Knightscope security robot range

Knightscope security robot vandalised while on patrol

Image credit: Knightscope

A security robot hired to discourage rough sleepers from setting up camp outside a non-profit’s offices has been vandalised by angry protestors.

The San Francisco branch of the Society for the Prevention of Cruelty to Animals (SPCA) recently recruited the Knightscope security robot, reportedly to discourage homeless people sleeping near its office.

To perform its duties, the robot’s body was covered in SPCA brand-appropriate images of puppies and kittens.

Knightscope, which is based in San Francisco, allows companies to rent an autonomous security patrol robot for significantly less than the Californian minimum wage of $10.50/hr. Although the robots are not capable of performing all the tasks a human security guard can, they are equipped with a range of sensors which allow them to patrol an area and send alerts when they detect crimes or other dangers.

According to reports, the San Francisco SPCA hired a Knightscope K5 robot, nicknamed K9, to clear rough sleepers from the the pavement and car park outside its offices. This was confirmed by SPCA spokespeople, who stated that the shelter had been broken into, vandalised and burgled, and that staff members and volunteers had reported vandalism and harassment by homeless people camped on the pavements outside.

News of the robot’s responsibilities was met overwhelmingly with anger at the SPCA's perceived disregard towards the homeless population. Now, reports suggest that the robot has been vandalised. Jennifer Scarlett, co-president of the San Francisco SPCA, told the San Francisco Business Times that protesters had “put a tarp over it, knocked it over and put barbecue sauce on all the sensors”. A Twitter user commented that it had been smeared with faeces.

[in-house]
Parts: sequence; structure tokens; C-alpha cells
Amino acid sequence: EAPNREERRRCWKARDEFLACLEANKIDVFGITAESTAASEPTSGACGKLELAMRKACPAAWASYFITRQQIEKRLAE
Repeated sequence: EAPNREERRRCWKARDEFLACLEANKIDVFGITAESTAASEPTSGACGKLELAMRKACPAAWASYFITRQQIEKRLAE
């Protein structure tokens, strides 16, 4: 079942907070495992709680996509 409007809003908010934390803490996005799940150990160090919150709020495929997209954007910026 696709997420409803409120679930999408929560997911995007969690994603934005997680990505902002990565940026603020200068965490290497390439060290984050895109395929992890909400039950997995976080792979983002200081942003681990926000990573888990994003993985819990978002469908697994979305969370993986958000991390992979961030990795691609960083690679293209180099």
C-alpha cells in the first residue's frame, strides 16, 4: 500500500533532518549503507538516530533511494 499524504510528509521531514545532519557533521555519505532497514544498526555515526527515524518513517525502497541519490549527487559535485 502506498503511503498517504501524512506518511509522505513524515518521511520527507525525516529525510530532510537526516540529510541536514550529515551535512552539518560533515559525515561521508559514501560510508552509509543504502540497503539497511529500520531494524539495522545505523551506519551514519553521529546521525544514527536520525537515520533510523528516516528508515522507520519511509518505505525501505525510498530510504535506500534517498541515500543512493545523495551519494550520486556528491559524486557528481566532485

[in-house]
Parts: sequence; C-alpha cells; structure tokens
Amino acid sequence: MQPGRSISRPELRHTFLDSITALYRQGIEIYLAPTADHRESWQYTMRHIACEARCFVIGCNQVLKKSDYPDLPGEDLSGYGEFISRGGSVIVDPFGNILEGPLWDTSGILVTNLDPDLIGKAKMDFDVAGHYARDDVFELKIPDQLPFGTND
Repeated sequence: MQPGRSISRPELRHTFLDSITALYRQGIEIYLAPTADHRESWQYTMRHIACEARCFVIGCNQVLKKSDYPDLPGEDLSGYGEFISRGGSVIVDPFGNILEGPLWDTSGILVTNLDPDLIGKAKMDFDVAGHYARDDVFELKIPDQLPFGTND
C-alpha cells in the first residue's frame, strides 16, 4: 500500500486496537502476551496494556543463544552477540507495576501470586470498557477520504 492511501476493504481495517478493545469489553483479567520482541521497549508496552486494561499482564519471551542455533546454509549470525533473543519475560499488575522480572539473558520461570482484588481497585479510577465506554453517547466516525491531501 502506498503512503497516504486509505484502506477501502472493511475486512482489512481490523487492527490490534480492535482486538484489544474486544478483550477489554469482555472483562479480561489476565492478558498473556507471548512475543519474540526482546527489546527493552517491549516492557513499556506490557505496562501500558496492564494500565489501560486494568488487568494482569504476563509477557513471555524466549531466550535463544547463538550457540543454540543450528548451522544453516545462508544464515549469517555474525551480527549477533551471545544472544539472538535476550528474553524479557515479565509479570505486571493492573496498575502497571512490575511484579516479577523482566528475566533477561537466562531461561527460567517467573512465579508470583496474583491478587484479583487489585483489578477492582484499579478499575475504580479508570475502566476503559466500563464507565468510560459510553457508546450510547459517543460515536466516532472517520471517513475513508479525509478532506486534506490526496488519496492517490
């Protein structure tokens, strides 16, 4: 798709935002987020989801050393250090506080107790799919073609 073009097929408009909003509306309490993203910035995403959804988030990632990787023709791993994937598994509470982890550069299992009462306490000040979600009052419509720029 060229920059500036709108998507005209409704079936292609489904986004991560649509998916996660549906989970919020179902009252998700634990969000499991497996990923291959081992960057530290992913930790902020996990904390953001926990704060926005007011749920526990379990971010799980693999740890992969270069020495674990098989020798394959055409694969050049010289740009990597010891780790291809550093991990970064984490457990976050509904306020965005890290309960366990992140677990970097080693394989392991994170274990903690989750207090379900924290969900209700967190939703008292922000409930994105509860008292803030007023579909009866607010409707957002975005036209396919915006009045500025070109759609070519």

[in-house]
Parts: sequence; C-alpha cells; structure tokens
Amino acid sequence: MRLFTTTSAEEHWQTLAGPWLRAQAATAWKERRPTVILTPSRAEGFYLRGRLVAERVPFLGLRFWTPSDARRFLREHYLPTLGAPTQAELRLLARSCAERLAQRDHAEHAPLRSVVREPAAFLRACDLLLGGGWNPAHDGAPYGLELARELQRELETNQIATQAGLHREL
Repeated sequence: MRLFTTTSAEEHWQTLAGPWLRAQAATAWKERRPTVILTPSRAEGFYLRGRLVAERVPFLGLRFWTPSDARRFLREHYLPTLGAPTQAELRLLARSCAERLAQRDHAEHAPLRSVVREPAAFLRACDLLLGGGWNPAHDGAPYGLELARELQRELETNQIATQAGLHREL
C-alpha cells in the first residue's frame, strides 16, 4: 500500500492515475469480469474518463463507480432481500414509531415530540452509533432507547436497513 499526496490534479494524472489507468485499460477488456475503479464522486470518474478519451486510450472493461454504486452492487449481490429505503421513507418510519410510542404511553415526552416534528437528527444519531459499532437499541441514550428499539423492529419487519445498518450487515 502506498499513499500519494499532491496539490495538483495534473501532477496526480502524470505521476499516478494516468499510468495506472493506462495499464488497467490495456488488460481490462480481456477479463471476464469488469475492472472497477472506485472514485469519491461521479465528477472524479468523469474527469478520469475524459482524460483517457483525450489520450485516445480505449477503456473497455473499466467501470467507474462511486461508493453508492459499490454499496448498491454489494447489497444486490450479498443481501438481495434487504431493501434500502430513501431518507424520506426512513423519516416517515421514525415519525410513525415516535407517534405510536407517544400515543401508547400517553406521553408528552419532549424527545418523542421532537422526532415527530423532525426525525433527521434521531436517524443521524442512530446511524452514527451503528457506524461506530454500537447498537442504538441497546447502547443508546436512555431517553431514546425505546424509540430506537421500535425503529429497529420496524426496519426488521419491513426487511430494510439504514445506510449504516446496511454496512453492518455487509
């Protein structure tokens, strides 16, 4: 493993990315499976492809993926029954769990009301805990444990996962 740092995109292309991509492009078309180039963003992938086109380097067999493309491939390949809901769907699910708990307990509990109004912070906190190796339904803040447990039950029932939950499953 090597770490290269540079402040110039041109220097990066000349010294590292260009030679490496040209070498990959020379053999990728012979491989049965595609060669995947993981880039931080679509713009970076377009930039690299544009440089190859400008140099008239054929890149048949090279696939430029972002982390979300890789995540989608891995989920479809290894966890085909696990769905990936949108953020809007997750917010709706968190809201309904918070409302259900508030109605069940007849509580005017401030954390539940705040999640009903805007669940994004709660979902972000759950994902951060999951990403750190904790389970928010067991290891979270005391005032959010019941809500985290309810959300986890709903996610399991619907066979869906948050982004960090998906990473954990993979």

Knightscope has stated that its robot was not deployed to target homeless people, although according to both the SPCA and Knightscope, crime has dropped in the area following deployment of the robot.

According to reports, the local SPCA branch could be fined $1,000 per day for using the robot in the public area outside its headquarters. This follows the introduction of strict regulations on the deployment of autonomous robots in public areas by the San Francisco Board of Supervisors.

The incident is the latest in the misadventures of Knightscopes’ security robots; previously, its robots have reportedly run over a child’s foot in a shopping centre, fallen into a pool in an office lobby and been pushed over by an inebriated man.

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